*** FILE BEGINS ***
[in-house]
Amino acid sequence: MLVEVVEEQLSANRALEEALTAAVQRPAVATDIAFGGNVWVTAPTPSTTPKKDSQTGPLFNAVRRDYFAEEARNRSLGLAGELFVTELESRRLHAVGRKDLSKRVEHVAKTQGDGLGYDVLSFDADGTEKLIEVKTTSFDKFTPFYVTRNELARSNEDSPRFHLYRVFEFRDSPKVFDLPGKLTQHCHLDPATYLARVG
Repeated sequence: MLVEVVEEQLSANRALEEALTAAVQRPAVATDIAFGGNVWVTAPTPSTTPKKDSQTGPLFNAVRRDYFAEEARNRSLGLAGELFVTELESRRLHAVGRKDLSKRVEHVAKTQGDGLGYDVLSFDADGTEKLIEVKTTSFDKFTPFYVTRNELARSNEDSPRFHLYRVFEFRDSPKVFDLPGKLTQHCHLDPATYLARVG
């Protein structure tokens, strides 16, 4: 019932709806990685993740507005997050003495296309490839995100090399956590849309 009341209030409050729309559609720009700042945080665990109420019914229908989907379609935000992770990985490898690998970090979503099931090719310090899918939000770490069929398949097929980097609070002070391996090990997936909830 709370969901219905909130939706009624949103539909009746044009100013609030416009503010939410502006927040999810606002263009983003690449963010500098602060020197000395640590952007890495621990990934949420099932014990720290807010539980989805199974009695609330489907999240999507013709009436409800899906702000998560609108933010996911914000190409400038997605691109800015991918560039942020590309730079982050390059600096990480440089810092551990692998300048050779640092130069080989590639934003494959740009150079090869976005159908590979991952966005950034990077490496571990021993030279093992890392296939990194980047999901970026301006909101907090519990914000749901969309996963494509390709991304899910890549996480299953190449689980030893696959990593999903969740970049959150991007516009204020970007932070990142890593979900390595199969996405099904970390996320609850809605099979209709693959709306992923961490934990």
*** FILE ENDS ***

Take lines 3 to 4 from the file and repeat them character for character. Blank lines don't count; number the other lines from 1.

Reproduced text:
Repeated sequence: MLVEVVEEQLSANRALEEALTAAVQRPAVATDIAFGGNVWVTAPTPSTTPKKDSQTGPLFNAVRRDYFAEEARNRSLGLAGELFVTELESRRLHAVGRKDLSKRVEHVAKTQGDGLGYDVLSFDADGTEKLIEVKTTSFDKFTPFYVTRNELARSNEDSPRFHLYRVFEFRDSPKVFDLPGKLTQHCHLDPATYLARVG
């Protein structure tokens, strides 16, 4: 019932709806990685993740507005997050003495296309490839995100090399956590849309 009341209030409050729309559609720009700042945080665990109420019914229908989907379609935000992770990985490898690998970090979503099931090719310090899918939000770490069929398949097929980097609070002070391996090990997936909830 709370969901219905909130939706009624949103539909009746044009100013609030416009503010939410502006927040999810606002263009983003690449963010500098602060020197000395640590952007890495621990990934949420099932014990720290807010539980989805199974009695609330489907999240999507013709009436409800899906702000998560609108933010996911914000190409400038997605691109800015991918560039942020590309730079982050390059600096990480440089810092551990692998300048050779640092130069080989590639934003494959740009150079090869976005159908590979991952966005950034990077490496571990021993030279093992890392296939990194980047999901970026301006909101907090519990914000749901969309996963494509390709991304899910890549996480299953190449689980030893696959990593999903969740970049959150991007516009204020970007932070990142890593979900390595199969996405099904970390996320609850809605099979209709693959709306992923961490934990």